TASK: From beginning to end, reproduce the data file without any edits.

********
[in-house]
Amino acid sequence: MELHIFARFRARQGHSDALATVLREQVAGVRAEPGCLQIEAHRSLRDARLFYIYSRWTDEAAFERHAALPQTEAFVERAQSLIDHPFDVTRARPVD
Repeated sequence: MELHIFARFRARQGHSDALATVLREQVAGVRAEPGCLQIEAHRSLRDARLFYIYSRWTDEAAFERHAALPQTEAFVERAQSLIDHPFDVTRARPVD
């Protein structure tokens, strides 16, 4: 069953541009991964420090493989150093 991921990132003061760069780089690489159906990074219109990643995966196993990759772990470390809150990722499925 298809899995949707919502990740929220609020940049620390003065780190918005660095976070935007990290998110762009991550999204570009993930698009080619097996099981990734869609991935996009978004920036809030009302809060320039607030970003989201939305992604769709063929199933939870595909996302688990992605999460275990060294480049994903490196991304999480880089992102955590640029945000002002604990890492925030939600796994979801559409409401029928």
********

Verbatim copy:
[in-house]
Amino acid sequence: MELHIFARFRARQGHSDALATVLREQVAGVRAEPGCLQIEAHRSLRDARLFYIYSRWTDEAAFERHAALPQTEAFVERAQSLIDHPFDVTRARPVD
Repeated sequence: MELHIFARFRARQGHSDALATVLREQVAGVRAEPGCLQIEAHRSLRDARLFYIYSRWTDEAAFERHAALPQTEAFVERAQSLIDHPFDVTRARPVD
């Protein structure tokens, strides 16, 4: 069953541009991964420090493989150093 991921990132003061760069780089690489159906990074219109990643995966196993990759772990470390809150990722499925 298809899995949707919502990740929220609020940049620390003065780190918005660095976070935007990290998110762009991550999204570009993930698009080619097996099981990734869609991935996009978004920036809030009302809060320039607030970003989201939305992604769709063929199933939870595909996302688990992605999460275990060294480049994903490196991304999480880089992102955590640029945000002002604990890492925030939600796994979801559409409401029928």